It’s fine dining at its peak.
An ex-Noma chef is opening a pop-up restaurant at Mount Everest base camp, elevating his ambitious plan to open 20 pop-ups in 20 countries over 20 months.
James Sharman and his One Star House Party group of globetrotting gourmands are now taking just 15 reservations for a 14-day dining adventure that kicks off in Kathmandu, Nepal on Dec. 10, before trekking up to Everest base camp and returning on Dec. 23.
The $1,050 tab includes food and drink from Sharman and professionals from Soho House and the Ledbury. It also includes the hotel in Kathmandu, boarding in guesthouses during the hike to and from base camp, and the porters, guides and gear that this requires. And the cost covers constructing the actual pop-up on site, and ultimately enjoying the exclusive meal that Sharman will whip up at 17,500 feet above sea level.
The only things left off the menu are the flights to and from Nepal, which travelers book themselves. They must also bring their own water-purifying tablets or sterilizers, and cough up $6 to $7 a day for lunches and dinners beyond the main pop-up spread.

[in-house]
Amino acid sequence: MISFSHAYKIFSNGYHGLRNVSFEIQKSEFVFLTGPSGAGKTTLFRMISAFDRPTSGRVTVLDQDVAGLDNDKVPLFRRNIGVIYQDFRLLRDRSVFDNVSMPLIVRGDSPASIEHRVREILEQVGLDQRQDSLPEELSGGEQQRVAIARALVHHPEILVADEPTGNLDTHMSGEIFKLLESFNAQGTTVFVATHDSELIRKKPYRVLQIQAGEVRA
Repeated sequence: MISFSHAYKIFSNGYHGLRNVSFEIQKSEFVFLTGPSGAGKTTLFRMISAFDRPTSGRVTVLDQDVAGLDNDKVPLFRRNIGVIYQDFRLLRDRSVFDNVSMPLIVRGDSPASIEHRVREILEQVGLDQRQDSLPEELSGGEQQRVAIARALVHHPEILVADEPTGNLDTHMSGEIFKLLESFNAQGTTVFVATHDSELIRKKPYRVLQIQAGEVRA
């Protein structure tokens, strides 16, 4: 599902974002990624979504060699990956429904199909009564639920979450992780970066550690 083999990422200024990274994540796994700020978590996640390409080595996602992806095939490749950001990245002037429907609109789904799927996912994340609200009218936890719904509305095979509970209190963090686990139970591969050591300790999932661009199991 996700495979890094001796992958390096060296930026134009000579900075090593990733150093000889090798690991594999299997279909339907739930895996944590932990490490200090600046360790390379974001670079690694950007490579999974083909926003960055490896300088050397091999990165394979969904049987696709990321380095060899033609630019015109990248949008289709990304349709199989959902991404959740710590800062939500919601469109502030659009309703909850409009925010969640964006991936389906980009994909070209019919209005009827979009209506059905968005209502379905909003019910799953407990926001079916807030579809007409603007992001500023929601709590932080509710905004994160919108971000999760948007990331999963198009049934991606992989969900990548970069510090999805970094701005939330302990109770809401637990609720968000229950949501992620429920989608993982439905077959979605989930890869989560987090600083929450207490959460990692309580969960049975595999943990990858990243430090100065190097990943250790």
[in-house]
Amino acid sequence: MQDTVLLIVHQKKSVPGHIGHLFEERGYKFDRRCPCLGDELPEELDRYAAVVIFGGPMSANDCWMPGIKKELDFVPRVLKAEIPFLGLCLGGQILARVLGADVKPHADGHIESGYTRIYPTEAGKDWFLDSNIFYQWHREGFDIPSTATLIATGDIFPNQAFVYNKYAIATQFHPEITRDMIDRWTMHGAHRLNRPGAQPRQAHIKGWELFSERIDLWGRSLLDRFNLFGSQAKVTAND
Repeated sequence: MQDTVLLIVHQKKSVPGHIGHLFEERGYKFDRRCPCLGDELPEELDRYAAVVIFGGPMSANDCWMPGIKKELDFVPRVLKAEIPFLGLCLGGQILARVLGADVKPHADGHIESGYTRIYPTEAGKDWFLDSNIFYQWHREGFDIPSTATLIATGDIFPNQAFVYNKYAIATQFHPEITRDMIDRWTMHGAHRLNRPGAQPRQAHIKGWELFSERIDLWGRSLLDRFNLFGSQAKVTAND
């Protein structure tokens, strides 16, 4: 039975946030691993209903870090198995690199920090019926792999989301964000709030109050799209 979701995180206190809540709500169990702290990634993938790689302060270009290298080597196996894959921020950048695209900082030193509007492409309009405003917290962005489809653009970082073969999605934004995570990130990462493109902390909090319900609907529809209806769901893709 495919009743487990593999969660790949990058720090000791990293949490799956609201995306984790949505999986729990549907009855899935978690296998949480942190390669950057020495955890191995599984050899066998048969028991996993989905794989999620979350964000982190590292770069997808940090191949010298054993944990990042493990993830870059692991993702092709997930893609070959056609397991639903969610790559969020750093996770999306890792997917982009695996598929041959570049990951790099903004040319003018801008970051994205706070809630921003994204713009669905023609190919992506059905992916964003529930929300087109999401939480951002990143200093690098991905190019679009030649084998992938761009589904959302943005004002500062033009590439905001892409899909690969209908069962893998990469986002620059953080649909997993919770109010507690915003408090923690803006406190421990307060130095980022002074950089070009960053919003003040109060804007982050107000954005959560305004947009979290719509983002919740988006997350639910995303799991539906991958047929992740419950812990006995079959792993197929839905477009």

Daring diners must reserve their spots by Nov. 29 with a non-refundable $525 deposit.
Those who aren’t in great shape, or who haven’t done the altitude training, might want to skip this one out. Although trekking to Everest base camp is not as dangerous as attempting to summit the mountain’s roughly 30,000 feet, which killed five people in just a week earlier this year, hikers are still at risk of developing high altitude sickness, facing extreme weather and frost bite — and, believe it or not, yaks! Several veteran climbers and travel sites warn about the wooly mammals bumping people off trails and cliffs.
The pop-up restaurant is just the latest example of the world’s highest peak becoming overrun with tourists. Some experts blamed the deaths of climbers and Sherpas on Everest earlier this spring on overcrowding that created bottlenecks on the mountainside that kept people stuck at the highest, most dangerous parts of Everest while waiting for a clear path down.